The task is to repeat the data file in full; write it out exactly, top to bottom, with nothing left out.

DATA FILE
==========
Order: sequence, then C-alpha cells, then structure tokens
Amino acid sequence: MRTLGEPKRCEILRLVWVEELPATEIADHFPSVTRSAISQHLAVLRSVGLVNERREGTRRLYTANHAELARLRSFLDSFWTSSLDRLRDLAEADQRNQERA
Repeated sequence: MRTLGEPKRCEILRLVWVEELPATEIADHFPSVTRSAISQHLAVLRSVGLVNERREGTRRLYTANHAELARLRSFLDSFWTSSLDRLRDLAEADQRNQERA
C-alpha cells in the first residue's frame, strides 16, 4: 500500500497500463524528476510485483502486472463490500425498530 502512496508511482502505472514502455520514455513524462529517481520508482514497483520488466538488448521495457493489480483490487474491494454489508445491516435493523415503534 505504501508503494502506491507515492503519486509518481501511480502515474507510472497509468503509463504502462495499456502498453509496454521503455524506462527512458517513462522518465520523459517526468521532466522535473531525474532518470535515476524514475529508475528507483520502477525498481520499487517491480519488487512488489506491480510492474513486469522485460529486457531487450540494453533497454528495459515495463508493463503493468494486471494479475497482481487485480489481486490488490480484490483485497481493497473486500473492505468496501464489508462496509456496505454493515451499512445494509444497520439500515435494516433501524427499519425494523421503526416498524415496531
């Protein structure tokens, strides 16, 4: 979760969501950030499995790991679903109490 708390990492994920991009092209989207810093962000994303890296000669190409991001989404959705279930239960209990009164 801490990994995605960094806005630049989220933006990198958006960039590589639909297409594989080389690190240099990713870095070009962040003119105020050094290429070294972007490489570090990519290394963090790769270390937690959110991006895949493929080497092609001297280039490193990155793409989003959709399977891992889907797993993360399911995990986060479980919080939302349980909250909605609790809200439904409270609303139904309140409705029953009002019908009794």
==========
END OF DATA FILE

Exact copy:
Order: sequence, then C-alpha cells, then structure tokens
Amino acid sequence: MRTLGEPKRCEILRLVWVEELPATEIADHFPSVTRSAISQHLAVLRSVGLVNERREGTRRLYTANHAELARLRSFLDSFWTSSLDRLRDLAEADQRNQERA
Repeated sequence: MRTLGEPKRCEILRLVWVEELPATEIADHFPSVTRSAISQHLAVLRSVGLVNERREGTRRLYTANHAELARLRSFLDSFWTSSLDRLRDLAEADQRNQERA
C-alpha cells in the first residue's frame, strides 16, 4: 500500500497500463524528476510485483502486472463490500425498530 502512496508511482502505472514502455520514455513524462529517481520508482514497483520488466538488448521495457493489480483490487474491494454489508445491516435493523415503534 505504501508503494502506491507515492503519486509518481501511480502515474507510472497509468503509463504502462495499456502498453509496454521503455524506462527512458517513462522518465520523459517526468521532466522535473531525474532518470535515476524514475529508475528507483520502477525498481520499487517491480519488487512488489506491480510492474513486469522485460529486457531487450540494453533497454528495459515495463508493463503493468494486471494479475497482481487485480489481486490488490480484490483485497481493497473486500473492505468496501464489508462496509456496505454493515451499512445494509444497520439500515435494516433501524427499519425494523421503526416498524415496531
């Protein structure tokens, strides 16, 4: 979760969501950030499995790991679903109490 708390990492994920991009092209989207810093962000994303890296000669190409991001989404959705279930239960209990009164 801490990994995605960094806005630049989220933006990198958006960039590589639909297409594989080389690190240099990713870095070009962040003119105020050094290429070294972007490489570090990519290394963090790769270390937690959110991006895949493929080497092609001297280039490193990155793409989003959709399977891992889907797993993360399911995990986060479980919080939302349980909250909605609790809200439904409270609303139904309140409705029953009002019908009794």